Criminal justice campaigners have called on the government to fill the policy “black hole” facing young adult offenders after government figures showed an 8% annual rise in the number held in custody.
The number of prisoners in England and Wales aged 18 to 20 rose from 8,738 in June 2006 to 9,455 in June this year, Ministry of Justice figures published last week showed.
Nearly two-thirds of young adults reoffend within two years of release, compared with about 58% of adult prisoners. Chief inspector of prisons Anne Owers has repeatedly questioned whether their needs are catered for by the prison system.
Chris Stanley, head of policy at crime reduction charity Nacro, suggested the main reason for the rise was the greater use by magistrates of conditional suspended sentences. If the conditions are breached offenders are nearly always jailed, Stanley said.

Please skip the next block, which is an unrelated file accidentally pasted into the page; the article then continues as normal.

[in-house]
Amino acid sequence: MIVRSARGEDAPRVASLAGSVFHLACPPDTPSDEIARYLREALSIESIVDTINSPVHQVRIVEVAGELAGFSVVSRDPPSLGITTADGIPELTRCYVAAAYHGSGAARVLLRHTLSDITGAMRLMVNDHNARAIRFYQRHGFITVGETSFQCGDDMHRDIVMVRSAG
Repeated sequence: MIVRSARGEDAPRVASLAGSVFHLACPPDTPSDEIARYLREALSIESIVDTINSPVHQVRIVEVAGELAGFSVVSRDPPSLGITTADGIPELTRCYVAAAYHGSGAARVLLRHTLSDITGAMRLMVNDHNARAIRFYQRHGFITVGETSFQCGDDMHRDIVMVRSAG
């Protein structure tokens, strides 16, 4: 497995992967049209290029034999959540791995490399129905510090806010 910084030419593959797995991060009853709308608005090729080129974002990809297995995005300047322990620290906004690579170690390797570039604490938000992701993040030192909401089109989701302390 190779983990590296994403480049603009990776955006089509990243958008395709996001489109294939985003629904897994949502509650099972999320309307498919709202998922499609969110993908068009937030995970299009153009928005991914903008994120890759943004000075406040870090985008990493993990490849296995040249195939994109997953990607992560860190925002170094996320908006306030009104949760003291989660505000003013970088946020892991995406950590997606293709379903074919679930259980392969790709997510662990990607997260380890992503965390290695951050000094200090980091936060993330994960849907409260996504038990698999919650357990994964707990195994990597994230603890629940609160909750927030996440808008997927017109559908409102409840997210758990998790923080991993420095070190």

The Criminal Justice Bill, published in June, proposed less reliance on suspended sentences and more use of community sentences, but Stanley said the community programmes delivered by the probation service were not robust enough to be seen as an alternative to custody.
He said specialist transition teams, similar to youth offending teams, should be set up for young adults, to help deal with their associated substance misuse, mental health, housing and employment issues.
Stanley added: “Young adults are probably the most neglected group of offenders. When somebody reaches 18 they don’t suddenly stop having the characteristics of young people but they are treated like adult offenders.”
The Howard League for Penal Reform said, although resources were dedicated to under-18 offenders, a “black hole” had opened up between the ages of 18 and 21.
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